What keeps edtech leaders up at night?


Julia Fallon, Executive Director of SETDA, discusses key findings released today from the 2023 State Ed Tech Trends report

How is your district to-do list looking? If the results from today’s release of the 2023 State Ed Tech Trends Report are any indication, it’s long and complicated. I had the chance for a sneak peek and some background insight with Julia Fallon, Executive Director of SETDA (The State Educational Technology Directors Association), to discuss key findings of the survey data. Click through for a listen and scroll down for some highlights and takeaways.

Among the key findings in the report and survey:

  • Cybersecurity Tops the List: The report underscores that “cybersecurity” is now the paramount concern in K-12 education–an increase in priority since 2022. However, a staggering 42% of respondents reported inadequate funding and support for cybersecurity needs, signaling a critical gap. 
  • Federal and State AI Policy Lags: While 55% of respondents observed an increased interest in AI policy development, only 2% reported having active AI initiatives in their states. The report highlights the urgent need for comprehensive AI strategies at the federal and state level.
  • Home Access Demands Attention: “Home access connectivity” jumped to the top of the list of top unmet technology needs across the country, with nearly one-third of respondents listing it as their primary concern. This emphasizes the digital divide’s persistent impact on education.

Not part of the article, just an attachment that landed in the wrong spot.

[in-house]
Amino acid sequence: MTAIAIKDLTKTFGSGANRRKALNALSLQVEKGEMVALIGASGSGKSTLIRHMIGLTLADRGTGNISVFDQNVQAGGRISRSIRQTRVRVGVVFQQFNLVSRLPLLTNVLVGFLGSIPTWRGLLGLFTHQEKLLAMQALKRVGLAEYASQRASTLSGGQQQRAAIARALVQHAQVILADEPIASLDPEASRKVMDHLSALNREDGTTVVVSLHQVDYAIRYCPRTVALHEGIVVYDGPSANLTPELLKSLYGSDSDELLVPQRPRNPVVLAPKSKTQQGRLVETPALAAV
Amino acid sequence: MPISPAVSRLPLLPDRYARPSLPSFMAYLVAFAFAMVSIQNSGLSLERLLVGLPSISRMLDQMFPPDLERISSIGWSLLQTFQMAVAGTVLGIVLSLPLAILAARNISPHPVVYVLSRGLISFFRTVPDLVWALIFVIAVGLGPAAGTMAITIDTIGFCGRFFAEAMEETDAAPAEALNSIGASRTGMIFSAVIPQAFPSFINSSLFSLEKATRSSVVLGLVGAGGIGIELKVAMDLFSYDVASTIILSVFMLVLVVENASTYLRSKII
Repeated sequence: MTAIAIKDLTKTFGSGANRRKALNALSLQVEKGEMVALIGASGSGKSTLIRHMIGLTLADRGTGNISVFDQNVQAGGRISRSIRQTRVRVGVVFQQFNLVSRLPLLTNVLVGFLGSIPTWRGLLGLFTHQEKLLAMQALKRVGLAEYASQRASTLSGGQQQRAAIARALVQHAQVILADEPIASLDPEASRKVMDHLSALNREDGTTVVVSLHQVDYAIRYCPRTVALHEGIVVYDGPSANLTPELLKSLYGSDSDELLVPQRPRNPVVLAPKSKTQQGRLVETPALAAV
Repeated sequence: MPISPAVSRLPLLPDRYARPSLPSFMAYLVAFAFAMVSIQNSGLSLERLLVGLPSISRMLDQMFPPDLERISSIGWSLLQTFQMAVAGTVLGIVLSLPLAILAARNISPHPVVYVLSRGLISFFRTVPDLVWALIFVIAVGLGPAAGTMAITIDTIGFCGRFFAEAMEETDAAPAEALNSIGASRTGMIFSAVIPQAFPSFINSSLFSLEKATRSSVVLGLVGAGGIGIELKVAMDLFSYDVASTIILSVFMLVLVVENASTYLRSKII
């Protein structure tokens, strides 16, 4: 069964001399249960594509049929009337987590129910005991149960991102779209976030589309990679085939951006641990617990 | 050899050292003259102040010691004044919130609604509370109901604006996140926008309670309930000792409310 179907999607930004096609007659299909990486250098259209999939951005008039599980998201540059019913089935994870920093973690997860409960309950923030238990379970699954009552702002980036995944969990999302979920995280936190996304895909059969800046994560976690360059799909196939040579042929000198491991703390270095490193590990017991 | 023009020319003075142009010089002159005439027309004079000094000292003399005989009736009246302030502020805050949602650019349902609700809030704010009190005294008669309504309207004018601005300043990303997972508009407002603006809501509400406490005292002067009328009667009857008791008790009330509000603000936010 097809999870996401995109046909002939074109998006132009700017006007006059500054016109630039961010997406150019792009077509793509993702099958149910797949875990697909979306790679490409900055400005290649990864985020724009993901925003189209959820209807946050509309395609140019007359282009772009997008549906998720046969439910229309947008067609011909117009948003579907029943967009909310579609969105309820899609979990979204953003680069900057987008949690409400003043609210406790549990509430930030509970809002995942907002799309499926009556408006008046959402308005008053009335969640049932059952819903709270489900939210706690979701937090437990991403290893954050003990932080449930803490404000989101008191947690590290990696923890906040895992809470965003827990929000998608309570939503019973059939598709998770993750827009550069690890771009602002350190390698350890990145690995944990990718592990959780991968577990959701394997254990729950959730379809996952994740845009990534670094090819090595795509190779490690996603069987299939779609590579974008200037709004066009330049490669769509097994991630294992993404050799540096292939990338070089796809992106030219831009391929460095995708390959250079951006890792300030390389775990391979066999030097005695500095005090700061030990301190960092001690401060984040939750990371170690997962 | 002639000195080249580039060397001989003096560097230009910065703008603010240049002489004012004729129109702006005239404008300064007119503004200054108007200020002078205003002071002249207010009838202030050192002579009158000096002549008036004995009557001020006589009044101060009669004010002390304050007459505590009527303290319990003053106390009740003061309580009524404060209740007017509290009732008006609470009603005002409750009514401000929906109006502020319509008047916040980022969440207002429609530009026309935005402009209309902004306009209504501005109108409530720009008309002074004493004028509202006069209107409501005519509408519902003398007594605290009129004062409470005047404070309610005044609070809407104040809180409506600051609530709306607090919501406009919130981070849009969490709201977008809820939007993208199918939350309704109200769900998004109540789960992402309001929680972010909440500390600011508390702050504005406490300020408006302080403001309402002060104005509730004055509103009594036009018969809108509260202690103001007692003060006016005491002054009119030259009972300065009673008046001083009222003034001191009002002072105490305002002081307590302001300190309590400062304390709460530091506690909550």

• On-going Focus on EdTech Effectiveness: The number of states collecting data on the effectiveness of their edtech tools also increased according to respondents, and using edtech effectively to support instruction remains a top priority for state leaders. 

Some more highlights:

  • Acceleration of Ed Tech Trends: The COVID-19 pandemic accelerated the adoption of educational technology and the need for secure and effective digital learning environments. The pandemic also revealed disparities in access, both in rural and urban settings.
  • Artificial Intelligence (AI) Policy Development: There is growing interest in AI policy development, particularly in the context of generative AI. Federal and state-level AI policies are being considered, and the US Department of Education is providing guidance on AI in education.
  • Research and Evidence in Ed Tech Tools: States are increasingly interested in the research and evidence behind educational technology tools. Policymakers and educators want to ensure that technology investments yield positive outcomes in terms of student learning and achievement. Promising practices and effective use of technology are areas of focus.

The report is a follow-up to the 2022 survey and report, which was administered during a time when schools were completing their transition back to in-person learning since the start of the COVID-19 pandemic. The project is a collaboration between SETDA and Whiteboard Advisors and draws in insights gathered from edtech directors, state superintendents, chiefs of staff, and other senior state officials from 45 states, the District of Columbia, the Department of Defense Education Activity (DoDEA), and Guam.

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Kevin Hogan
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